Being able to meet the staff and players for the first time after watching them on streams for years made the experience amazing, and I can’t wait to make a trip to the Stadium of Light in a few years!


Troy Schmidt

My mom grew up in Newton Aycliffe, so when I first started getting into football I quickly found out we were Sunderland fans, and started following the team on social media.

The League Cup final in 2014 was the first match I watched live, and I was hooked.

I actually travelled to watch the Rotherham game in 2022 but the game was postponed for the international break, so I still hadn’t seen the lads live. I Grew up in North Carolina so was excited that the last game was basically in my hometown.

It was such a great experience - I went to the pub before the game and hearing the chants was so fun. We were front row at the game and I enjoyed every minute, even before the game watching the players warm up and play games together before the match (Luke O’Nien and Trai Hume were having a competition to hit a spot with the ball).

It was a great game even though all six goals happened at the other end of the pitch.

I got to see so many first team players, and I even got on the team's official pages, even though all the replies were making fun of me for whooping, which I guess you Brits don’t do!


Mark Wozniak

I took my seven year old down to San Antonio to see the Lads. It was blistering hot during the warmups and he was not phased at all because he got to meet some “real mackems” at the tailgate, and was absolutely buzzing by game time. He got a wave from the top of the stands by Luke O’Nien during the warm ups. He couldn’t believe it.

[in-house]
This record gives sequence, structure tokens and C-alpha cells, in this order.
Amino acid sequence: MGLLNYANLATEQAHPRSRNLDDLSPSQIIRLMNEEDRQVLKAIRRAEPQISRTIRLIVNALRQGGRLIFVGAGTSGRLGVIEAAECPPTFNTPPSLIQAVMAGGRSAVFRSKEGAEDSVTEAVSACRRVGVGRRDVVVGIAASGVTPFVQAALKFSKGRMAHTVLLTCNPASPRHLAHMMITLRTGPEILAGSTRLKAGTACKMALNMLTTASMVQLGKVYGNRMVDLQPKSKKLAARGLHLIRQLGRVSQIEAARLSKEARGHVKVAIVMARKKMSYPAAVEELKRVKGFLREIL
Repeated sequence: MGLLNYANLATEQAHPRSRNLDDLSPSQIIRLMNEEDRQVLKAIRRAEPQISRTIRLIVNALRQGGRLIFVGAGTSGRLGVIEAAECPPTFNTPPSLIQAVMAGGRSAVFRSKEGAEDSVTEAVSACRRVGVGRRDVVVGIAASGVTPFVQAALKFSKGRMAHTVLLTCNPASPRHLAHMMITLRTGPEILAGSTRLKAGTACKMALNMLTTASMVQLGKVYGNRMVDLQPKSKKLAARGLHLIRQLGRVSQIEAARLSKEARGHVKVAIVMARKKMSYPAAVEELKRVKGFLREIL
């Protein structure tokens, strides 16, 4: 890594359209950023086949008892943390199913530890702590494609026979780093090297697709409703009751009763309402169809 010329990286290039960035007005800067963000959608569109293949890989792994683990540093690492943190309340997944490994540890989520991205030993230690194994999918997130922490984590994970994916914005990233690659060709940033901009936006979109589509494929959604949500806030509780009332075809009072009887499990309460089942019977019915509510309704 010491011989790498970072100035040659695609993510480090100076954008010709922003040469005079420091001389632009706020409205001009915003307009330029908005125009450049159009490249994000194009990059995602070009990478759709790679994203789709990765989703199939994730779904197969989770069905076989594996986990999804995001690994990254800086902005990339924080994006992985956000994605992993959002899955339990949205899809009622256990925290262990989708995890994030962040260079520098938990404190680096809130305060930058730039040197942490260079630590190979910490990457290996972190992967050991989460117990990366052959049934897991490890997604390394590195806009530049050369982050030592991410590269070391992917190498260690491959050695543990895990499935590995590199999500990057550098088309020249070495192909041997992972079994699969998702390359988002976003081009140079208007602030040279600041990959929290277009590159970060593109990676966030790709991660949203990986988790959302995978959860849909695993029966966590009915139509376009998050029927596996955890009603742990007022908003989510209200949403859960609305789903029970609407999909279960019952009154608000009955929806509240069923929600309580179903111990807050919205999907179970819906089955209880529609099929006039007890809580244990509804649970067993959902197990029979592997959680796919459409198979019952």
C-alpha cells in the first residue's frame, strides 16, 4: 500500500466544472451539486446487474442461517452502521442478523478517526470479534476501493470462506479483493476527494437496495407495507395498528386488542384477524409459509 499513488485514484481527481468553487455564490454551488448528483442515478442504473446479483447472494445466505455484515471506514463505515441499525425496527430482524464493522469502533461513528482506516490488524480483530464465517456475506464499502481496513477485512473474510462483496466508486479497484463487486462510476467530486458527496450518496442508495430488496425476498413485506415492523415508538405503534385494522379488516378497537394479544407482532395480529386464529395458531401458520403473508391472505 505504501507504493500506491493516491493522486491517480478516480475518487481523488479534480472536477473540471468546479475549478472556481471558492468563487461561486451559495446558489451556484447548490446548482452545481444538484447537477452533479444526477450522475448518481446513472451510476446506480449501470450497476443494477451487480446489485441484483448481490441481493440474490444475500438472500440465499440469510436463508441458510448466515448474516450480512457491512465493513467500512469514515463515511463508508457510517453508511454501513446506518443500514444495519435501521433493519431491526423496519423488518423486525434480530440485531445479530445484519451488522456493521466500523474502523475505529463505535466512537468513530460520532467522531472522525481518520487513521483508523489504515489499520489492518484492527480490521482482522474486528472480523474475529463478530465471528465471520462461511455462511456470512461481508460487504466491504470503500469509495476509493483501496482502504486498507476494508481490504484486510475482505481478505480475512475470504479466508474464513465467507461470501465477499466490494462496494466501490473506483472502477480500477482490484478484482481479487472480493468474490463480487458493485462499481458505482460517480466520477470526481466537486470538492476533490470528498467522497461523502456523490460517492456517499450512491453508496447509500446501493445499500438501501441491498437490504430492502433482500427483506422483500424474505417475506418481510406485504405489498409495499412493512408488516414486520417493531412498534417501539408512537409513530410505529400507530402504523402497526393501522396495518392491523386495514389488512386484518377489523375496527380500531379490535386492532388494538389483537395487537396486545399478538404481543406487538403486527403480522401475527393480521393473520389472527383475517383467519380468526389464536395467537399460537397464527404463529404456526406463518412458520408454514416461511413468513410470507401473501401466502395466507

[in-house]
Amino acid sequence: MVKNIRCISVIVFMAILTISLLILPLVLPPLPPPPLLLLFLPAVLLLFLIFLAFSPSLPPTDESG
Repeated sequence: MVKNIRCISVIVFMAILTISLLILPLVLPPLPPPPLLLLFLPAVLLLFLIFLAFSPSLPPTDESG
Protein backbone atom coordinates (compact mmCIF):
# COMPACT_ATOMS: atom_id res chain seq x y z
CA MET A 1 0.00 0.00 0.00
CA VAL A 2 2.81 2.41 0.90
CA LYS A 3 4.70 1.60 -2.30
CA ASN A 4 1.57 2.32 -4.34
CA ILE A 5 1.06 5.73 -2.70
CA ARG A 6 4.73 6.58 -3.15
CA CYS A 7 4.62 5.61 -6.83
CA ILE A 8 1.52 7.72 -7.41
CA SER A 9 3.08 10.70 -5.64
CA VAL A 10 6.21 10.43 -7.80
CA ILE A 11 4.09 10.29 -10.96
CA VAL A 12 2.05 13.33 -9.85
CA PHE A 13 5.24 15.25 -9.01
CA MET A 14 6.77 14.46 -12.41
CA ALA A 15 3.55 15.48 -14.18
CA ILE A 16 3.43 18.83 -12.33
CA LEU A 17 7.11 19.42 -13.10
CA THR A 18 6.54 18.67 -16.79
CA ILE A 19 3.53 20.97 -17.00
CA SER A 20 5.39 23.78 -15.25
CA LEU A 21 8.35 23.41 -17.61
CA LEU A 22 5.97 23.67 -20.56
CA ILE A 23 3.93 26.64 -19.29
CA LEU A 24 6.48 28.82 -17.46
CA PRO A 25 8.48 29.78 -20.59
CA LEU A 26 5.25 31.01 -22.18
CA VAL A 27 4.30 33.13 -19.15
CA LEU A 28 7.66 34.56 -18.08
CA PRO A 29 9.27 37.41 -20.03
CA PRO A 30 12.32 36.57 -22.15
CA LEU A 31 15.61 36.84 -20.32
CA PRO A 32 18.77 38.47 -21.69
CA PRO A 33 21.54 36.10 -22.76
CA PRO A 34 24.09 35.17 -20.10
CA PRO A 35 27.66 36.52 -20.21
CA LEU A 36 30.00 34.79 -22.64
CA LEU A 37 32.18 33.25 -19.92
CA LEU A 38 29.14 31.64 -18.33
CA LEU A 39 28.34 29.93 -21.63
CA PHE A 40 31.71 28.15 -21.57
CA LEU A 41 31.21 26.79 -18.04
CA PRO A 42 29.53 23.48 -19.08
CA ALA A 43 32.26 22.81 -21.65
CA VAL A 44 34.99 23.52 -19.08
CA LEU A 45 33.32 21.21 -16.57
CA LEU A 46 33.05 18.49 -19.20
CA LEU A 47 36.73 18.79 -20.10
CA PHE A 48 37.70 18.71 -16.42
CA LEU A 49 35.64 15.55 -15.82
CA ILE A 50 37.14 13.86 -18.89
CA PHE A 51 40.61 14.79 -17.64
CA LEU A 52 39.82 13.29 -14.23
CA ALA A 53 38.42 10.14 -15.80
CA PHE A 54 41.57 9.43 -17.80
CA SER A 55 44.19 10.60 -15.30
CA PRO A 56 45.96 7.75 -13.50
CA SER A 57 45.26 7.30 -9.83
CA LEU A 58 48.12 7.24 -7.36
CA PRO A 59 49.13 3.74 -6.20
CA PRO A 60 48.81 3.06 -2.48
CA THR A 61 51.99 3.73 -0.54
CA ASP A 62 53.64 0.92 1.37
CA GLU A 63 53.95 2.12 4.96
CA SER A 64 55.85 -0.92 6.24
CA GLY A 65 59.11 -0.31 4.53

After the game he told me he was going to ask Luke if he would take a piggy back picture with him and call Patrick Roberts “mini Messi” - he was too star-struck to say anything when they walked up to sign his shirt!

Maybe the coolest moment was while walking around behind the goal, we saw Pierre Ekwah talking with a few supporters and ran down to get a picture with him. While we were running down the steps he began running towards the tunnel and about ten of the guys starting yelling to him “there’s one more kid!” He stopped, turned around ran all the way back and spent a few minutes with my son, and was happy to do it!

An unbelievable experience. HAWAY THE LADS!


Mark Ryan

I’ve been a Sunderland for 24 years. I always kind of thought I was alone out here in the States.